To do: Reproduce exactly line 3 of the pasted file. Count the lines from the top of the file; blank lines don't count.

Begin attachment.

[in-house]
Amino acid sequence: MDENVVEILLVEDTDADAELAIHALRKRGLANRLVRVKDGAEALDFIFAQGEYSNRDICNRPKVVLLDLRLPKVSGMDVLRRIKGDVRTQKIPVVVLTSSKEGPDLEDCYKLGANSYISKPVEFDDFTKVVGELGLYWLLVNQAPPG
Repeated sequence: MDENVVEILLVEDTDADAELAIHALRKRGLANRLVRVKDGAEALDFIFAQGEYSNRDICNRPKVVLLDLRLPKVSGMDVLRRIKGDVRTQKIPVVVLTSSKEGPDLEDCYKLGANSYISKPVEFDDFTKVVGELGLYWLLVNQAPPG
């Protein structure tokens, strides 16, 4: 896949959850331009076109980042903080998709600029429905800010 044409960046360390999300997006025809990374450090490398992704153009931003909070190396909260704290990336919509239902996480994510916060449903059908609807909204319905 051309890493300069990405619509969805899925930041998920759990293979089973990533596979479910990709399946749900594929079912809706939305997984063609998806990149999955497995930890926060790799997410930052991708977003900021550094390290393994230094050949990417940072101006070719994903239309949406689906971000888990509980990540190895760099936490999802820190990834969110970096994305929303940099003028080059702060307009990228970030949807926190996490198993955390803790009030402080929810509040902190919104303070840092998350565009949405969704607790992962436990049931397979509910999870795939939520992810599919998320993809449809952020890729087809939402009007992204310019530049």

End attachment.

Repeated sequence: MDENVVEILLVEDTDADAELAIHALRKRGLANRLVRVKDGAEALDFIFAQGEYSNRDICNRPKVVLLDLRLPKVSGMDVLRRIKGDVRTQKIPVVVLTSSKEGPDLEDCYKLGANSYISKPVEFDDFTKVVGELGLYWLLVNQAPPG